BACKGROUND: OCAD University
OCAD University is Canada’s “university of the imagination.” Established in 1876 by the Ontario Society of Artists, the university was originally known as the Ontario School of Art, and was incorporated as the Ontario College of Art in 1912. OCAD U was the first school in Canada dedicated exclusively to the education of professional artists in fine and commercial art. In 1996, it was renamed the Ontario College of Art & Design and in 2010, the name changed to OCAD University, reflecting the institution’s university status. Today, OCAD University is the third largest of the approximately 40 professional art and design universities in North America.
Throughout its distinguished history, OCAD U has been shaped by many of Canada’s leading figures in art and design. One of the institution’s earlier principals, celebrated painter George A. Reid, designed its first purpose-built home on Grange Park, a beautiful Georgian building that to this day is part of the OCAD U campus. The Group of Seven’s Arthur Lismer and J.E.H. MacDonald were once vice-principal and principal, respectively. Many other famous Canadians have taught or studied at OCAD U, including artists Fred Hagan, Jock Macdonald, Michael Snow, Graham Coughtry, Doris McCarthy, Gordon Rayner and, more recently, Colette Whiten, Joanne Tod, Barbara Astman, Gary Neill Kennedy, Ian Carr-Harris, Rirkrit Tiravanija, Rebecca Belmore, George Bures Miller, David Rokeby, Kristan Horton, and Shary Boyle; as well as designers Clair Stewart, Carl Dair, Allan Fleming, Theo Dimson, Ken Rodmell and, more recently, Debbie Adams, Helen Kerr, Anita Kunz, Douglas Ball, Marcos Chin, Donald Stuart, Gary Clement, Gary Taxali, Jeremy Kramer, Floria Sigismundi and Scot Laughton.
The Ontario College of Art & Design Act, passed by the Government of Ontario in 2002, allowed OCAD U to confer on its graduates the degrees of Bachelor of Fine Arts and Bachelor of Design. University status has led to a number of significant institutional changes. These include a renewed undergraduate curriculum, three new graduate studies programs, a new professorial structure for faculty, the introduction of research programs and myriad opportunities for collaboration.
The changes make OCAD University even more distinct in Ontario’s educational sector. OCAD U now delivers art and design education at the undergraduate and graduate levels, integrating studio-based education with historical, critical and scientific inquiry. This unique learning environment draws from its high quality and diverse research practice, which is undertaken with extensive outreach and partnerships. Disciplinary and cross-disciplinary programs offer opportunities for cultural and life-long learning in concert with local, national and international communities.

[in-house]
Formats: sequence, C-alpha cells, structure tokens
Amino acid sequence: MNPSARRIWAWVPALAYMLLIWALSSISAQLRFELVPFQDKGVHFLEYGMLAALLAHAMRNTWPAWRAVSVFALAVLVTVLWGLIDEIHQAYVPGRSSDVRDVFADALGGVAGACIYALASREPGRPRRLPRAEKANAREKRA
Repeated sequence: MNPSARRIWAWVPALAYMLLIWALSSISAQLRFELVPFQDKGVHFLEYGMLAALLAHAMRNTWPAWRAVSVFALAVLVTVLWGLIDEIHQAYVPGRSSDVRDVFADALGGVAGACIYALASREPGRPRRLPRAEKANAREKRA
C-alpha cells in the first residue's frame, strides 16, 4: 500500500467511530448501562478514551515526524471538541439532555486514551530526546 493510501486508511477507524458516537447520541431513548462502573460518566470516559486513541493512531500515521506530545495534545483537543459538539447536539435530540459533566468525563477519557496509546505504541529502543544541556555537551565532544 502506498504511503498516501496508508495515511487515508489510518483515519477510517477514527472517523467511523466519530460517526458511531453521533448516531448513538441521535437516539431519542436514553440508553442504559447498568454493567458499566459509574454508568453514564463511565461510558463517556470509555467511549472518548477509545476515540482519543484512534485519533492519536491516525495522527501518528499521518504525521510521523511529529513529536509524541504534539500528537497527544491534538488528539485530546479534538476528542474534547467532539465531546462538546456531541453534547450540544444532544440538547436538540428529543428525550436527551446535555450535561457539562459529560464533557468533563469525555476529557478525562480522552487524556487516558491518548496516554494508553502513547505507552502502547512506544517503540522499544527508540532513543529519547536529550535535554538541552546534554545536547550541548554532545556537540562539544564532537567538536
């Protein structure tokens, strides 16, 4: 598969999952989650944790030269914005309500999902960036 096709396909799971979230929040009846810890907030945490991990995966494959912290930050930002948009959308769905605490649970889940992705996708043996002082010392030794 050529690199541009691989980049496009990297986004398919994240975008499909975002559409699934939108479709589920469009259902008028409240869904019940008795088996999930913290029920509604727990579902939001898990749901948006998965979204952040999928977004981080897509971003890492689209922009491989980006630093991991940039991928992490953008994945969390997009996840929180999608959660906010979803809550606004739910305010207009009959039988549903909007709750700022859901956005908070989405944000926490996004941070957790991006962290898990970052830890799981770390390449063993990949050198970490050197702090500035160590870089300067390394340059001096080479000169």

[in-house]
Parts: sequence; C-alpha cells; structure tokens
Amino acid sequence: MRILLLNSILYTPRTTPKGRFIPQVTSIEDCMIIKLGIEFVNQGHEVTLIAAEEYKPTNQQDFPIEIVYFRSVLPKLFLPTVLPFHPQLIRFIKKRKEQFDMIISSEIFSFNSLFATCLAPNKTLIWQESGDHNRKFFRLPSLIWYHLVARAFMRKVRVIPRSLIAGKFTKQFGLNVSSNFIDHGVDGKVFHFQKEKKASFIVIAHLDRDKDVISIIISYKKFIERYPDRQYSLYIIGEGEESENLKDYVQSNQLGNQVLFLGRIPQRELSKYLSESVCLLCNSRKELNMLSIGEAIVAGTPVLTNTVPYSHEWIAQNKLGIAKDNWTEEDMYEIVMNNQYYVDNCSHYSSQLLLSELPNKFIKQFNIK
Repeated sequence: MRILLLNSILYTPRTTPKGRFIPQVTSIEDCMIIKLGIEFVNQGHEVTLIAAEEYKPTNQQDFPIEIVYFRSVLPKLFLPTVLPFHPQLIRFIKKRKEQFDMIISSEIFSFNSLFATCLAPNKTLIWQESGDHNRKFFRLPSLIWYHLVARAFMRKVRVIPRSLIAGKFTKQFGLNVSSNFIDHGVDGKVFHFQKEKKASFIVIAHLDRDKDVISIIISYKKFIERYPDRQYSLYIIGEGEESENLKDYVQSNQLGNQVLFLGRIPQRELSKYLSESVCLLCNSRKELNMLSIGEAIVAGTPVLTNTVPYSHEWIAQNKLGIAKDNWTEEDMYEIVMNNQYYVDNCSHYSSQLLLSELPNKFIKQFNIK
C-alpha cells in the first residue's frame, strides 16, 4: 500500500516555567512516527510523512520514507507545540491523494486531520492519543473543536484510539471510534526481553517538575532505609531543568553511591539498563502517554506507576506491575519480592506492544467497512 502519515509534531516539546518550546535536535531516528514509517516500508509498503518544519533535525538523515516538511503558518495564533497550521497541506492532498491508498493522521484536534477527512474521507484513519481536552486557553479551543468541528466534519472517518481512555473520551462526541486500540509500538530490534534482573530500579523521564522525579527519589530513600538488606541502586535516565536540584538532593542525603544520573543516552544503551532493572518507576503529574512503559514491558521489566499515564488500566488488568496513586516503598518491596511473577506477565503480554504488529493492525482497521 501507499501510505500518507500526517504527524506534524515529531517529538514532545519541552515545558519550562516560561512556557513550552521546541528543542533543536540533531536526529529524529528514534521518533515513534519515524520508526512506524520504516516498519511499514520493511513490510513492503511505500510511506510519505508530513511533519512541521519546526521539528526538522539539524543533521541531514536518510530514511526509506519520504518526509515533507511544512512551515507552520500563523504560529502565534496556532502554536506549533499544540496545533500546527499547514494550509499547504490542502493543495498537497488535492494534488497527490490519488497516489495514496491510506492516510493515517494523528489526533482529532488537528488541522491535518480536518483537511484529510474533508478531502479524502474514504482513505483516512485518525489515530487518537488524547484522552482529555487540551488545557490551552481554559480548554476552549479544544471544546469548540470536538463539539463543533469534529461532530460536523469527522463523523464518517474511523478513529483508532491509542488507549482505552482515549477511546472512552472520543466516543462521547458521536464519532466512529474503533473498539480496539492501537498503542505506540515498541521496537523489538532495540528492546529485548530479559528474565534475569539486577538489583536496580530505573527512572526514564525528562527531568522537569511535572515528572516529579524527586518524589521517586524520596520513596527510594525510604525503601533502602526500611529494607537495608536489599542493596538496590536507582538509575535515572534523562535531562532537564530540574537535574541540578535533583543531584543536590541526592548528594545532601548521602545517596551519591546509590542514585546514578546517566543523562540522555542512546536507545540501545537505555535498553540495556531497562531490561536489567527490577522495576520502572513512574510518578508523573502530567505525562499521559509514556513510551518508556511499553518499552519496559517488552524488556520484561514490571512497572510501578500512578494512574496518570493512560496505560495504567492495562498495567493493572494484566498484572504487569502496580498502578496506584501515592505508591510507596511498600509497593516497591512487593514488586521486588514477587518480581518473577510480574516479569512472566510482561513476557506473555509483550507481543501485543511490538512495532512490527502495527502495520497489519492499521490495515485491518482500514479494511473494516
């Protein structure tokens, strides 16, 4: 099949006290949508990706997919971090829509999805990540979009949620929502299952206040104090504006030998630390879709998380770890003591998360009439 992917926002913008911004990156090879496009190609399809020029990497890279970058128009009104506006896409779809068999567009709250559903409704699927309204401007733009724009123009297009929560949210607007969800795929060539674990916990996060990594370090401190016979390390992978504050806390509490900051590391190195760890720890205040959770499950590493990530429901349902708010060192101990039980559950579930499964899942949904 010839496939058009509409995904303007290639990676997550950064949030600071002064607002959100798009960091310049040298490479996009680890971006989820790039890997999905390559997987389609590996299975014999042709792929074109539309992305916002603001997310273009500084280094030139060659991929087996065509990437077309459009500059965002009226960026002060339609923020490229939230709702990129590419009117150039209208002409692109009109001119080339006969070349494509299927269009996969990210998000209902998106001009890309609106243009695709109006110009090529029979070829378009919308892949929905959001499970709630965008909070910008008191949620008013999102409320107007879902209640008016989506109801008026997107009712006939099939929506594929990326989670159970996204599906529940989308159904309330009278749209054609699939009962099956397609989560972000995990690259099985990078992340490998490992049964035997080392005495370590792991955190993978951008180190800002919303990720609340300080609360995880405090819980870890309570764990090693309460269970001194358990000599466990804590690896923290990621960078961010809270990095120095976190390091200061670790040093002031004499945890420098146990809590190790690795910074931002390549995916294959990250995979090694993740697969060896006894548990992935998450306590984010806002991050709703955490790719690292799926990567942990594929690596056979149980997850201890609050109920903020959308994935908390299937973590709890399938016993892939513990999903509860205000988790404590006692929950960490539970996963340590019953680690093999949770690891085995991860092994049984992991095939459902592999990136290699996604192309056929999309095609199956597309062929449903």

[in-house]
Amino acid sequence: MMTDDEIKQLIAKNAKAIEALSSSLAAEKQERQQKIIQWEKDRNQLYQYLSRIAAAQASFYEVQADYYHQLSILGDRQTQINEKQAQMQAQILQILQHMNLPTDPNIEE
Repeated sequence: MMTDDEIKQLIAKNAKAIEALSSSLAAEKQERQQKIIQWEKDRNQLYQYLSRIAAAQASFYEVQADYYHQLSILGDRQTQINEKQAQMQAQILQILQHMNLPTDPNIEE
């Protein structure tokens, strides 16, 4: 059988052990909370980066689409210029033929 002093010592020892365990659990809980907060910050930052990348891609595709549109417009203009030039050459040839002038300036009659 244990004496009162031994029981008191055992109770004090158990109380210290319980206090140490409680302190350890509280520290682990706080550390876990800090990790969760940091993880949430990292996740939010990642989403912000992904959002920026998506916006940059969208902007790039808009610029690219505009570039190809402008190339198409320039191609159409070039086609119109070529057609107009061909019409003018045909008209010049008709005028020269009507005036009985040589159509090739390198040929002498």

OCAD U students have the opportunity to learn in what is best understood as a creative “hothouse,” a one-of-a-kind environment dedicated exclusively to visual culture. Innovation and creative work is further inspired by a vibrant community life, situated in a dynamic campus facility. The critically-acclaimed $42.5 million expansion and redevelopment, featuring the Sharp Centre for Design at 100 McCaul Street as well as, acquisitions of properties at 205 Richmond Street West and 230/240 Richmond Street West, is a catalyst for creative risk-taking and new collaborations.
On July 1, 2005, Dr. Sara Diamond joined OCAD U as President, leaving her position at The Banff Centre in Alberta, where she was Director of Research, Banff Centre, and Artistic Director, Banff New Media Institute. She is internationally respected as an artistic director, educator, researcher, critic, video artist, television and new media producer/director, and curator.
Following OCAD U’s unprecedented physical transformation, Diamond led the university through a programmatic transformation and strategic planning process, which culminated in December 2006 with the OCAD Board of Governors approval of “Leading in the Age of the Imagination.”
On May 1 2007, OCAD U introduced the Digital Futures Initiative (DFI), an important interdisciplinary program made possible through a $2 million annual investment by the Government of Ontario, as well as support from industry and education partners. The DFI puts OCAD U at the forefront of education in the 21st century, creating new opportunities for students to study art and design practice using digital technology.
The University’s refreshed vision and mission — and initiatives like the DFI — will ensure that OCAD U fosters a community of students, faculty and alumni who make significant contributions as cultural leaders, educators, innovators, creative thinkers and strategists in the field of emerging technology and in the art and design professions. This community will contribute significantly to local and global cultural initiatives and to knowledge and invention across a wide range of disciplines.